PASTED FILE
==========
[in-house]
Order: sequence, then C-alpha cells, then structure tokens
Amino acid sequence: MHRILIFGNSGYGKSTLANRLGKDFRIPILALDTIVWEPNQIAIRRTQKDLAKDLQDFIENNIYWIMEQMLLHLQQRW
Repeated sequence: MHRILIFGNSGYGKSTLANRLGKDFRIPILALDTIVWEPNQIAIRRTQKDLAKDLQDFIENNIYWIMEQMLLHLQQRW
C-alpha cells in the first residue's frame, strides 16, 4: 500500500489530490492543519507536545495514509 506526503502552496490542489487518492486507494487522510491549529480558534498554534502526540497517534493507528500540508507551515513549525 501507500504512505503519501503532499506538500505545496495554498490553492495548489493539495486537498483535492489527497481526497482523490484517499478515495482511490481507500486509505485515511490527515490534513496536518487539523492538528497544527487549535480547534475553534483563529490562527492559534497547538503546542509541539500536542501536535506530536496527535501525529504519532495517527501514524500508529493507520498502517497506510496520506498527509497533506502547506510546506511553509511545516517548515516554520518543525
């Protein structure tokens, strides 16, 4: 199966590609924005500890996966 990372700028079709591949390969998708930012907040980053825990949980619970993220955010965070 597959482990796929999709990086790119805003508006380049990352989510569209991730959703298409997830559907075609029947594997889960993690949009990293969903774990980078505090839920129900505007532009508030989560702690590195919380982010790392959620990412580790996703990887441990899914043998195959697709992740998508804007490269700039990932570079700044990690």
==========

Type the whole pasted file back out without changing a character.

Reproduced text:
[in-house]
Order: sequence, then C-alpha cells, then structure tokens
Amino acid sequence: MHRILIFGNSGYGKSTLANRLGKDFRIPILALDTIVWEPNQIAIRRTQKDLAKDLQDFIENNIYWIMEQMLLHLQQRW
Repeated sequence: MHRILIFGNSGYGKSTLANRLGKDFRIPILALDTIVWEPNQIAIRRTQKDLAKDLQDFIENNIYWIMEQMLLHLQQRW
C-alpha cells in the first residue's frame, strides 16, 4: 500500500489530490492543519507536545495514509 506526503502552496490542489487518492486507494487522510491549529480558534498554534502526540497517534493507528500540508507551515513549525 501507500504512505503519501503532499506538500505545496495554498490553492495548489493539495486537498483535492489527497481526497482523490484517499478515495482511490481507500486509505485515511490527515490534513496536518487539523492538528497544527487549535480547534475553534483563529490562527492559534497547538503546542509541539500536542501536535506530536496527535501525529504519532495517527501514524500508529493507520498502517497506510496520506498527509497533506502547506510546506511553509511545516517548515516554520518543525
């Protein structure tokens, strides 16, 4: 199966590609924005500890996966 990372700028079709591949390969998708930012907040980053825990949980619970993220955010965070 597959482990796929999709990086790119805003508006380049990352989510569209991730959703298409997830559907075609029947594997889960993690949009990293969903774990980078505090839920129900505007532009508030989560702690590195919380982010790392959620990412580790996703990887441990899914043998195959697709992740998508804007490269700039990932570079700044990690």